IBADAN FLOOD: FEAR GRIPS VICTIMS OVER POSSIBLE EVICTION FROM CAMPS
Fear and anxiety have gripped victims of Friday, August 26 flood disaster in Ibadan in their camps in the metropolis, as they face possible eviction in the next few days.
The state government had opened camps at Sacred Heart Primary School , Odo-Ona, in the Ibadan South-west Local Government Area and Abbey Technical College in, Oluyole Local Government Area, two of the worse hit councils for the victims of the disaster. Since they were opened on Sunday, August 2011, the camps have continued to be flooded by displaced victims by the day.
When Daily Sun visited Sacred Heart Primary School at the weekend, many of the victims expressed serious concern over what would be their fate if 'forcefully' evicted from the camp.
It was gathered that the Caretaker Chairman of Ibadan South-west Local Government, Mr Taoheed Adeleke had in one of his visits to the camp alerted the victims to their possible eviction, to allow the pupils of the school have access to their classrooms when public schools in the state resume for the new academic session.
Schools in the state are schduled to resume next week. He was, however said to have been silent on arrangement being made for the victims if they were eventually asked to go. Mrs Modinat Raji, one of the victims at Sacred Heart Primary camp told Daily Sun that having lost all her property to the flood and the house where herself and her husband were living had collapsed, she was now confused as to where to go, if eventually evicted .
She said: 'We know government has tried by putting us here, but our problem now is where to go, our property has been destroyed in the flood. I am a petty trader, all my goods were swept away by the flood, our house has already collapsed, the clothe I am wearing was given to me, where do I get money to rent a house now.'
Mr Adeleke, when contacted by Daily Sun said: They can't be there forever, definitely they must go but we will make alternative for them. Asked what the alternative would be, he responded: 'when it is time, we will know.' For Mr Abass Alesinloye, the Caretaker Chairman of Oluyole Local Government, the question of asking the victims to live did not even arise, since according to him, many of the victims had not been staying in the camp. He said, Abbey Technical camp was only meant to be a distribution centre of relief materials for the victims of the flood in the council area.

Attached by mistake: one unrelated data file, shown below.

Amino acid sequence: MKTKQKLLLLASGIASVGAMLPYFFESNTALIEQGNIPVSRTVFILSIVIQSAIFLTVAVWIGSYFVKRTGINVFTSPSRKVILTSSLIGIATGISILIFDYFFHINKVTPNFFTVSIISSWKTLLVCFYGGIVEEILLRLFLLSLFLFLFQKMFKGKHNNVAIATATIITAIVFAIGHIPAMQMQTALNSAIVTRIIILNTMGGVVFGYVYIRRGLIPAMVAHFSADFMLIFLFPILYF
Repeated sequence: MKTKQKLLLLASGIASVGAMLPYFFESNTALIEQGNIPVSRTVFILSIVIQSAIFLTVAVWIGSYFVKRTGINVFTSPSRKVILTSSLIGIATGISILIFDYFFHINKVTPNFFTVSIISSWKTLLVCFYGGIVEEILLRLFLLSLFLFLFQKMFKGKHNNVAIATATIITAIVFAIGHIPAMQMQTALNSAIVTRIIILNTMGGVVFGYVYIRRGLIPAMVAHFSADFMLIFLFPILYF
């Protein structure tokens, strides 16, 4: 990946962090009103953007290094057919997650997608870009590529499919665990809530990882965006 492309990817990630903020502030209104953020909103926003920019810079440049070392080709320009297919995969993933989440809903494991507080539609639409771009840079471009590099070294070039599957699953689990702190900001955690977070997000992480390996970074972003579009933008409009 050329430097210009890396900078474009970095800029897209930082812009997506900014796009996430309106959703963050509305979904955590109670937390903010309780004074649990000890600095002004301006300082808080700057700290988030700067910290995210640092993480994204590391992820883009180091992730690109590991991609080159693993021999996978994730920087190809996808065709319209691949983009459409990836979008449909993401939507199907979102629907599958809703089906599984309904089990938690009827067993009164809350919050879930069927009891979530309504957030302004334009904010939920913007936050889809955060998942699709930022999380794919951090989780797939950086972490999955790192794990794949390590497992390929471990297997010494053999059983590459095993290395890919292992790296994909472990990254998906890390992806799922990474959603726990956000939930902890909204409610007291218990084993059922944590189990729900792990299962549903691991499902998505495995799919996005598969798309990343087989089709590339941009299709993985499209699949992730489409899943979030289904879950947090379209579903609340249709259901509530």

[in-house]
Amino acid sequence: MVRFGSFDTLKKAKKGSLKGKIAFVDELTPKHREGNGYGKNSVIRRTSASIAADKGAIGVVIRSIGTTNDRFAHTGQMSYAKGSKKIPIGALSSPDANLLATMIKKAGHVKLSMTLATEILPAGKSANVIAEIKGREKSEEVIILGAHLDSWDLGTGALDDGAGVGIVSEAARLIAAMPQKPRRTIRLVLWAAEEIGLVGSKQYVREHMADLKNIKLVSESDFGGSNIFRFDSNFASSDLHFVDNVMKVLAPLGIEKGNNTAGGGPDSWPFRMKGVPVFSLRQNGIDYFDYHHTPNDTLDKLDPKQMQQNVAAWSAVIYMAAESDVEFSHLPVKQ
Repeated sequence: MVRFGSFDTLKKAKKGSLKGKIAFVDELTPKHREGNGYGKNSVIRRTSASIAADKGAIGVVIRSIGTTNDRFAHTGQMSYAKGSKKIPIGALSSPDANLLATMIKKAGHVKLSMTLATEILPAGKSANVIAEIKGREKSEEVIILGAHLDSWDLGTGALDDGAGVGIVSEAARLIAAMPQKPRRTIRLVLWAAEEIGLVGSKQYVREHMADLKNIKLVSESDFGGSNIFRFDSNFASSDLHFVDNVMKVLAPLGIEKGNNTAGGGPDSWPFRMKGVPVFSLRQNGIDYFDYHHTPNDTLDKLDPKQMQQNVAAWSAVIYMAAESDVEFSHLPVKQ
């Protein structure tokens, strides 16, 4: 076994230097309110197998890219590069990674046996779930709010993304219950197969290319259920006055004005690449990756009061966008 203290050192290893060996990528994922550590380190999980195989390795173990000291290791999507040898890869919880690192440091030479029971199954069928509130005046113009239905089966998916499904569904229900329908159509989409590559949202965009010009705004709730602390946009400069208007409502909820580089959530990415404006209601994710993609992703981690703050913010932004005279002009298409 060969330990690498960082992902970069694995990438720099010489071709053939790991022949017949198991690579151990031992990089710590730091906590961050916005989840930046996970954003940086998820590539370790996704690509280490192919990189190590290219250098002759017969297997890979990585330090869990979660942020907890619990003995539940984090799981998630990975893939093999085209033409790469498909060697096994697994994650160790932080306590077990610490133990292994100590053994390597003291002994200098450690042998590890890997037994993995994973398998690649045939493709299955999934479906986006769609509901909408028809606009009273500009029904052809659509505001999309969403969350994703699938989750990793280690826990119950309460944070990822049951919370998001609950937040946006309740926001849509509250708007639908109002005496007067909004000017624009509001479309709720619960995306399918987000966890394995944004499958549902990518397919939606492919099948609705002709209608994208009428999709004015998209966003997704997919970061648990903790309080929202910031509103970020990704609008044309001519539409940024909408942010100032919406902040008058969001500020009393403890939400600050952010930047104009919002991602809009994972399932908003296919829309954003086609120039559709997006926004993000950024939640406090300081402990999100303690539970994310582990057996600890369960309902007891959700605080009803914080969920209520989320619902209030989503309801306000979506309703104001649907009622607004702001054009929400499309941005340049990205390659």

He stressed that, immediately the camp was opened, the local government held a meeting with landlords association and some of the victims and it was agreed that the centre would be for the collection and distribution of relief materials.
His words: 'We agreed in principle after our meeting with the landlords association that Abbey Technical will only be a collection and distribution centre. Many of the victims have either been sleeping in churches or mosques, while others are with their relatives. The council officials have been reporting here everyday to receive the materials from different people, organisations and so on, while the victims have been coming to collect them, so the question of eviction does not arise.'
Also, the Special Adviser to the state government on Public Communications, Dr Festus Adedayo, in his reaction said the state government was not thinking of moving the victims out of the place between now and when school resumed for the new session.